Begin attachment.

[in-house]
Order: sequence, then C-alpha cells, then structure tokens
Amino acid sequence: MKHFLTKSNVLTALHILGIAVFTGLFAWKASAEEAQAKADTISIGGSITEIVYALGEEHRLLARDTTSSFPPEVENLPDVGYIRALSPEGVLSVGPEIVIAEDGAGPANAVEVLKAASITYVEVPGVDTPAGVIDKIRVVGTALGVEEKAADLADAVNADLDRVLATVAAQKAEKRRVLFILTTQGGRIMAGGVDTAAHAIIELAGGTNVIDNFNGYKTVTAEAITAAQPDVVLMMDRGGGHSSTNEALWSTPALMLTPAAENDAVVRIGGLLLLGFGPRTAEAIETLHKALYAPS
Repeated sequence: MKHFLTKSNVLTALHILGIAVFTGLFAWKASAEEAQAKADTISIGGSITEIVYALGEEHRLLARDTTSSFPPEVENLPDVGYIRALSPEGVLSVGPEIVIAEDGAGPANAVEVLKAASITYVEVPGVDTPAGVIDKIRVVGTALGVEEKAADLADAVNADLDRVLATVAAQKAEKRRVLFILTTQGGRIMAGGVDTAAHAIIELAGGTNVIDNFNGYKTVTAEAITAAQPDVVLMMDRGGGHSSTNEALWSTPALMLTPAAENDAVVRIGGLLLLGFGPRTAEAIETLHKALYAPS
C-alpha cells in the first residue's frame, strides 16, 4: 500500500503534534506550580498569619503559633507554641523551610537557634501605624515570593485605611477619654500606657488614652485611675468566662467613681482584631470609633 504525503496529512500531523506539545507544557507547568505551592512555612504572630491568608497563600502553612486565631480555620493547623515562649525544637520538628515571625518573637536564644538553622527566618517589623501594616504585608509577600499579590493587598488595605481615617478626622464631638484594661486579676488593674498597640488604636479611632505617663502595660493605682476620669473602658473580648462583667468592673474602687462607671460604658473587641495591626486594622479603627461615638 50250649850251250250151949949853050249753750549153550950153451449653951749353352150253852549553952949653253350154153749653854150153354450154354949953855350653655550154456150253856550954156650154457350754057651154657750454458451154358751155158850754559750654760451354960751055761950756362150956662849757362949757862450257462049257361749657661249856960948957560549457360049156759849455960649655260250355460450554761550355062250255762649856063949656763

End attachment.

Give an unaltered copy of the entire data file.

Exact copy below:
[in-house]
Order: sequence, then C-alpha cells, then structure tokens
Amino acid sequence: MKHFLTKSNVLTALHILGIAVFTGLFAWKASAEEAQAKADTISIGGSITEIVYALGEEHRLLARDTTSSFPPEVENLPDVGYIRALSPEGVLSVGPEIVIAEDGAGPANAVEVLKAASITYVEVPGVDTPAGVIDKIRVVGTALGVEEKAADLADAVNADLDRVLATVAAQKAEKRRVLFILTTQGGRIMAGGVDTAAHAIIELAGGTNVIDNFNGYKTVTAEAITAAQPDVVLMMDRGGGHSSTNEALWSTPALMLTPAAENDAVVRIGGLLLLGFGPRTAEAIETLHKALYAPS
Repeated sequence: MKHFLTKSNVLTALHILGIAVFTGLFAWKASAEEAQAKADTISIGGSITEIVYALGEEHRLLARDTTSSFPPEVENLPDVGYIRALSPEGVLSVGPEIVIAEDGAGPANAVEVLKAASITYVEVPGVDTPAGVIDKIRVVGTALGVEEKAADLADAVNADLDRVLATVAAQKAEKRRVLFILTTQGGRIMAGGVDTAAHAIIELAGGTNVIDNFNGYKTVTAEAITAAQPDVVLMMDRGGGHSSTNEALWSTPALMLTPAAENDAVVRIGGLLLLGFGPRTAEAIETLHKALYAPS
C-alpha cells in the first residue's frame, strides 16, 4: 500500500503534534506550580498569619503559633507554641523551610537557634501605624515570593485605611477619654500606657488614652485611675468566662467613681482584631470609633 504525503496529512500531523506539545507544557507547568505551592512555612504572630491568608497563600502553612486565631480555620493547623515562649525544637520538628515571625518573637536564644538553622527566618517589623501594616504585608509577600499579590493587598488595605481615617478626622464631638484594661486579676488593674498597640488604636479611632505617663502595660493605682476620669473602658473580648462583667468592673474602687462607671460604658473587641495591626486594622479603627461615638 50250649850251250250151949949853050249753750549153550950153451449653951749353352150253852549553952949653253350154153749653854150153354450154354949953855350653655550154456150253856550954156650154457350754057651154657750454458451154358751155158850754559750654760451354960751055761950756362150956662849757362949757862450257462049257361749657661249856960948957560549457360049156759849455960649655260250355460450554761550355062250255762649856063949656763